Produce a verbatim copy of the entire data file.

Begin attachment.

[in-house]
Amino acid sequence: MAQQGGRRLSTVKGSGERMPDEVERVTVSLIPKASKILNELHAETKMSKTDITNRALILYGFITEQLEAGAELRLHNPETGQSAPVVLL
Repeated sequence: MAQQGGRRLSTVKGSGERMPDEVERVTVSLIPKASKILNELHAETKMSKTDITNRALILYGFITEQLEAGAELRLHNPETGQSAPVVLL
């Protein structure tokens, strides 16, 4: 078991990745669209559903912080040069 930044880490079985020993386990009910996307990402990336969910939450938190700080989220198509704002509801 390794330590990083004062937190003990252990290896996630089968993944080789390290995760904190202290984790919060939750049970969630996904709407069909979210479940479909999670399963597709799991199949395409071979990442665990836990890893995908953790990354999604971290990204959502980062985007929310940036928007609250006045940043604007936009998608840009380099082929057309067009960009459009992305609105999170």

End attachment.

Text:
[in-house]
Amino acid sequence: MAQQGGRRLSTVKGSGERMPDEVERVTVSLIPKASKILNELHAETKMSKTDITNRALILYGFITEQLEAGAELRLHNPETGQSAPVVLL
Repeated sequence: MAQQGGRRLSTVKGSGERMPDEVERVTVSLIPKASKILNELHAETKMSKTDITNRALILYGFITEQLEAGAELRLHNPETGQSAPVVLL
């Protein structure tokens, strides 16, 4: 078991990745669209559903912080040069 930044880490079985020993386990009910996307990402990336969910939450938190700080989220198509704002509801 390794330590990083004062937190003990252990290896996630089968993944080789390290995760904190202290984790919060939750049970969630996904709407069909979210479940479909999670399963597709799991199949395409071979990442665990836990890893995908953790990354999604971290990204959502980062985007929310940036928007609250006045940043604007936009998608840009380099082929057309067009960009459009992305609105999170």